Jonathan Blow Chokes on a Croissant

This piece right here made my day. It’s an interview with Jonathan Blow, the developer of Braid. He is talking about his new game, The Witness. The interview is going well until suddenly this:

Yeah, it’s the mechanics of the game– Sorry, I’m choking on this croissant. It’s very dry.

It baffles me how the PC Gamer staff managed to actually transcribe this bit from the audio recording and put in into the text of the interview. Is this the death of journalism everybody is talking about?

On a more serious note, Jonathan has (again) a very similar position I had when I began with TRAUMA. Just like with TRAUMA, his new game has the goal to introduce new ideas to the genre of adventure games. His observations echo a lot of the ones I had when I started work on TRAUMA. The point where we differ is that he seems to be quite dismissive of the game design in adventure games. Instead of debunking some of his fallacies myself, I recommend this excellent response from Emily Short, an experienced Interactive Fiction writer/designer.

The idea Blow repeats here is a standard meme. On the big scale of Cluelessness about the Thing He Is Critiquing, this rates only about 5 picoEberts. And that’s our problem to solve. There will always be a serious barrier to sharing and marketing IF as long as the standard perception is that it’s about fighting the parser.

Emily admits that there are problems that adventure games and specifically Interactive Fiction still have to work out. On the other hand she points out that there has been a tremendous amount of development and experimentation. I agree with her that it is a good idea to do some research on that before attempting to revolutionize the genre.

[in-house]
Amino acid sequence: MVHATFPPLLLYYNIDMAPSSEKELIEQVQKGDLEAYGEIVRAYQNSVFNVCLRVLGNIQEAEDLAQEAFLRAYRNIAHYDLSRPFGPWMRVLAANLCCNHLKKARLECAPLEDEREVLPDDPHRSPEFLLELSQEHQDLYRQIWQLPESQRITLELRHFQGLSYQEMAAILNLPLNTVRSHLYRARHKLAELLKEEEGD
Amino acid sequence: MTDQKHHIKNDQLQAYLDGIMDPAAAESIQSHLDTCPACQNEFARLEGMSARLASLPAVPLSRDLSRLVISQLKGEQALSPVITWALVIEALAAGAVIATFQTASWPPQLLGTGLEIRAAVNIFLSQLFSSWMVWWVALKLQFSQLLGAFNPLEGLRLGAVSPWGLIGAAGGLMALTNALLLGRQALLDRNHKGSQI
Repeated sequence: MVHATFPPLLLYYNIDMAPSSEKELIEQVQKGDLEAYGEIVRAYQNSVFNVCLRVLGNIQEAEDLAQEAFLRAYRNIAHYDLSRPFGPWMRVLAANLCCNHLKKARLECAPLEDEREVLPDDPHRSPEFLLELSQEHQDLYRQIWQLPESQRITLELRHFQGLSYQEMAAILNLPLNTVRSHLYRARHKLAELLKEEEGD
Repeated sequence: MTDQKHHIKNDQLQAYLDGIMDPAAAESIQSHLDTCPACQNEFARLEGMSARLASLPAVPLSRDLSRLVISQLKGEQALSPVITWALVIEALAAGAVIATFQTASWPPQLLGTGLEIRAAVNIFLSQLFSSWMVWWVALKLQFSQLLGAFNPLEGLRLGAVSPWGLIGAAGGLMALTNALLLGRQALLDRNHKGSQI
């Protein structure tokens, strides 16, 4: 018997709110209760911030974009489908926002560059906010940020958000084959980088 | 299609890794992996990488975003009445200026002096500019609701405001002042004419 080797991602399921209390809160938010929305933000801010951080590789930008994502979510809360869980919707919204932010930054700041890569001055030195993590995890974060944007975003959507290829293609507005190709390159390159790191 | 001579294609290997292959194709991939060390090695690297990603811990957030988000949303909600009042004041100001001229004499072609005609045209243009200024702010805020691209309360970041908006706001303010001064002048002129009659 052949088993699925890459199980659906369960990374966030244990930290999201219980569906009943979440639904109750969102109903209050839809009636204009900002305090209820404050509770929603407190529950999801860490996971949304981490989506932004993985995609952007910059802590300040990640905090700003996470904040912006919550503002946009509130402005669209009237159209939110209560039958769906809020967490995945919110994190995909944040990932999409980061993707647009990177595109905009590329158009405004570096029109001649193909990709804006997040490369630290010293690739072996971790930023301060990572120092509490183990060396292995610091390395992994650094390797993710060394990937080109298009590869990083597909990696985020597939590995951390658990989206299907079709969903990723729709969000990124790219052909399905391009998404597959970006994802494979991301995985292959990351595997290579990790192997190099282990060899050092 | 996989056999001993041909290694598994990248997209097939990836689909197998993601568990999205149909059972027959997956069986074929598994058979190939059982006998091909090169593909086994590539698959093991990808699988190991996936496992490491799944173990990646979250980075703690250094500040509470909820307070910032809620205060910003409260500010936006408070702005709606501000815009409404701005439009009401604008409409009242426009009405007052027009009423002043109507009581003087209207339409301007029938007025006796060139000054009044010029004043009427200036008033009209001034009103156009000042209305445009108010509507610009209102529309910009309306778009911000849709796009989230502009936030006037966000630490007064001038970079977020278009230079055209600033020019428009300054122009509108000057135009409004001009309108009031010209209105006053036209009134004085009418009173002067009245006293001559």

By the way if you follow some of the links in her response you can get in an awesome rabbit-hole on the discussion of how text adventures have evolved already and could evolve in the future.

The first time I heard of Blow’s game I was very surprised. This is very different from the game I would have expected him to make. I often found myself independently making the same observations as Blow but completely diverging on the conclusions I would draw from them. I am very curious to see how this game turns out. I’m looking forward to compare TRAUMA with The Witness.

Krystian Majewski

Krystian Majewski was born in Warsaw and studied design at Köln International School of Design. Before, he was working on a mid-size console project for NEON Studios in Frankfurt. He helped establish a Master course in Game Design and Research at the Cologne Game Lab. Today he teaches Game Design at various institutions and develops independent games.

2 responses to “Jonathan Blow Chokes on a Croissant”

  1. Luis Sopelana

    Personally, the croissant line sounded more like he was coughing because of what he was actually saying about the mechanics in a snide “excuse me, something got in my eye”-sort of way. (Am I being clear? Caffeine hasn’t kicked in yet, it seems.)

  2. sirleto

    yes, luis, this is exactly what i thought about when reading it. more or less this is what i sometmes come to think about when read something about/from blow.


The Game Design Scrapbook is a second blog of group of three game designers from Germany. On our first blog, Game Design Reviews we describe some games we played and point out various interesting details. Unfortunately, we found out that we also need some place to collect quick and dirty ideas that pop into our minds. Hence, welcome to Game Design Scrapbook. You will encounter wild, random rantings. Many of then incoherent. Some of them maybe even in German. If you don't like it, you might enjoy Game Design Reviews more.


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